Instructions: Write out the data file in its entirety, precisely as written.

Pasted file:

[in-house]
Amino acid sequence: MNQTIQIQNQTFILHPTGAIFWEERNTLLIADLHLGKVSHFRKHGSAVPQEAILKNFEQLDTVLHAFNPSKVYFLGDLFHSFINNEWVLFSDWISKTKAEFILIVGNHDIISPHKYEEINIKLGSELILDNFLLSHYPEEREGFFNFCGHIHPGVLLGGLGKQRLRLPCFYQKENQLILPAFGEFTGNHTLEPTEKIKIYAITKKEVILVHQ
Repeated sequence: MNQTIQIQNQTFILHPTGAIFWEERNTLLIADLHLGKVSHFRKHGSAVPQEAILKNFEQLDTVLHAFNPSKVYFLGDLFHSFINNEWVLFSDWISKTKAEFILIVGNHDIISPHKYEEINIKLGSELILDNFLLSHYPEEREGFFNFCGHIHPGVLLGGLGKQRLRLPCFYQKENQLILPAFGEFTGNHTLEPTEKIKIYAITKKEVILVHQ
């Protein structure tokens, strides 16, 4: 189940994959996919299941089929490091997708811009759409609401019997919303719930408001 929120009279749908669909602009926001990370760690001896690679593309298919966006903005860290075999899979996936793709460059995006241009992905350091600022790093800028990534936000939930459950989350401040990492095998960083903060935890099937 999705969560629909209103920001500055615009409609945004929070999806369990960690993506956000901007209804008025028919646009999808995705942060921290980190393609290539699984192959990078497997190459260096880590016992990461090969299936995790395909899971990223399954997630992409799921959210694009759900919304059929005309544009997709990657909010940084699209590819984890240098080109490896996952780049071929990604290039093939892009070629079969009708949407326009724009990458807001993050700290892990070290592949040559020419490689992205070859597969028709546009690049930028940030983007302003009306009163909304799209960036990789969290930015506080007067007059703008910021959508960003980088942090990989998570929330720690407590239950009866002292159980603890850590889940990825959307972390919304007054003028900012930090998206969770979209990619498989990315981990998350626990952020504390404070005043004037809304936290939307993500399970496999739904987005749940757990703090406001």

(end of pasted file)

[in-house]
Amino acid sequence: MNQTIQIQNQTFILHPTGAIFWEERNTLLIADLHLGKVSHFRKHGSAVPQEAILKNFEQLDTVLHAFNPSKVYFLGDLFHSFINNEWVLFSDWISKTKAEFILIVGNHDIISPHKYEEINIKLGSELILDNFLLSHYPEEREGFFNFCGHIHPGVLLGGLGKQRLRLPCFYQKENQLILPAFGEFTGNHTLEPTEKIKIYAITKKEVILVHQ
Repeated sequence: MNQTIQIQNQTFILHPTGAIFWEERNTLLIADLHLGKVSHFRKHGSAVPQEAILKNFEQLDTVLHAFNPSKVYFLGDLFHSFINNEWVLFSDWISKTKAEFILIVGNHDIISPHKYEEINIKLGSELILDNFLLSHYPEEREGFFNFCGHIHPGVLLGGLGKQRLRLPCFYQKENQLILPAFGEFTGNHTLEPTEKIKIYAITKKEVILVHQ
């Protein structure tokens, strides 16, 4: 189940994959996919299941089929490091997708811009759409609401019997919303719930408001 929120009279749908669909602009926001990370760690001896690679593309298919966006903005860290075999899979996936793709460059995006241009992905350091600022790093800028990534936000939930459950989350401040990492095998960083903060935890099937 999705969560629909209103920001500055615009409609945004929070999806369990960690993506956000901007209804008025028919646009999808995705942060921290980190393609290539699984192959990078497997190459260096880590016992990461090969299936995790395909899971990223399954997630992409799921959210694009759900919304059929005309544009997709990657909010940084699209590819984890240098080109490896996952780049071929990604290039093939892009070629079969009708949407326009724009990458807001993050700290892990070290592949040559020419490689992205070859597969028709546009690049930028940030983007302003009306009163909304799209960036990789969290930015506080007067007059703008910021959508960003980088942090990989998570929330720690407590239950009866002292159980603890850590889940990825959307972390919304007054003028900012930090998206969770979209990619498989990315981990998350626990952020504390404070005043004037809304936290939307993500399970496999739904987005749940757990703090406001």